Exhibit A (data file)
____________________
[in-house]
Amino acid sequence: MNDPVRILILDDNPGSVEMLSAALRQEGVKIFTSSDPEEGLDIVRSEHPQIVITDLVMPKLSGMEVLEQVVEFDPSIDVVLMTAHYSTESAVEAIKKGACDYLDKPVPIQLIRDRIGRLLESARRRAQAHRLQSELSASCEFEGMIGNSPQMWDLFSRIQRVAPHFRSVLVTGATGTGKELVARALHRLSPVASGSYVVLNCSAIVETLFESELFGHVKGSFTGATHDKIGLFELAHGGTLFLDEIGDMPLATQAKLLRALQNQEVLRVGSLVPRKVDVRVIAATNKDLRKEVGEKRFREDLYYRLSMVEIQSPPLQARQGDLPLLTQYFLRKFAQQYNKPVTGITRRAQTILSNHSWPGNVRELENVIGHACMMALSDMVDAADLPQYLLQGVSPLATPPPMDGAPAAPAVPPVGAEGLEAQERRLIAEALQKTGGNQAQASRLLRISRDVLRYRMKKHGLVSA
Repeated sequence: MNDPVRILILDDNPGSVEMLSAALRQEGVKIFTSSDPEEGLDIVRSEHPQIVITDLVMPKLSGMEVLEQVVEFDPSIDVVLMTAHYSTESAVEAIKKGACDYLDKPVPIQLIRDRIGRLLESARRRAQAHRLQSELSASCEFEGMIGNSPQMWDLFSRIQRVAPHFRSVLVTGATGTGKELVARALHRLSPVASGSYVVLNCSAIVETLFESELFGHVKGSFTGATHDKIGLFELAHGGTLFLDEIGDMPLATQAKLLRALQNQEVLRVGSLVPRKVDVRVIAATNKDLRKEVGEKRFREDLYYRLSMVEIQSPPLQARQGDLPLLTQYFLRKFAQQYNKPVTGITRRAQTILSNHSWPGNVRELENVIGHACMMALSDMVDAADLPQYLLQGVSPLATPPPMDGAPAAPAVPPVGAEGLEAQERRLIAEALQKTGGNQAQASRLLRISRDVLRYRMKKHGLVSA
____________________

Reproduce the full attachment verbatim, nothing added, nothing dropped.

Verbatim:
[in-house]
Amino acid sequence: MNDPVRILILDDNPGSVEMLSAALRQEGVKIFTSSDPEEGLDIVRSEHPQIVITDLVMPKLSGMEVLEQVVEFDPSIDVVLMTAHYSTESAVEAIKKGACDYLDKPVPIQLIRDRIGRLLESARRRAQAHRLQSELSASCEFEGMIGNSPQMWDLFSRIQRVAPHFRSVLVTGATGTGKELVARALHRLSPVASGSYVVLNCSAIVETLFESELFGHVKGSFTGATHDKIGLFELAHGGTLFLDEIGDMPLATQAKLLRALQNQEVLRVGSLVPRKVDVRVIAATNKDLRKEVGEKRFREDLYYRLSMVEIQSPPLQARQGDLPLLTQYFLRKFAQQYNKPVTGITRRAQTILSNHSWPGNVRELENVIGHACMMALSDMVDAADLPQYLLQGVSPLATPPPMDGAPAAPAVPPVGAEGLEAQERRLIAEALQKTGGNQAQASRLLRISRDVLRYRMKKHGLVSA
Repeated sequence: MNDPVRILILDDNPGSVEMLSAALRQEGVKIFTSSDPEEGLDIVRSEHPQIVITDLVMPKLSGMEVLEQVVEFDPSIDVVLMTAHYSTESAVEAIKKGACDYLDKPVPIQLIRDRIGRLLESARRRAQAHRLQSELSASCEFEGMIGNSPQMWDLFSRIQRVAPHFRSVLVTGATGTGKELVARALHRLSPVASGSYVVLNCSAIVETLFESELFGHVKGSFTGATHDKIGLFELAHGGTLFLDEIGDMPLATQAKLLRALQNQEVLRVGSLVPRKVDVRVIAATNKDLRKEVGEKRFREDLYYRLSMVEIQSPPLQARQGDLPLLTQYFLRKFAQQYNKPVTGITRRAQTILSNHSWPGNVRELENVIGHACMMALSDMVDAADLPQYLLQGVSPLATPPPMDGAPAAPAVPPVGAEGLEAQERRLIAEALQKTGGNQAQASRLLRISRDVLRYRMKKHGLVSA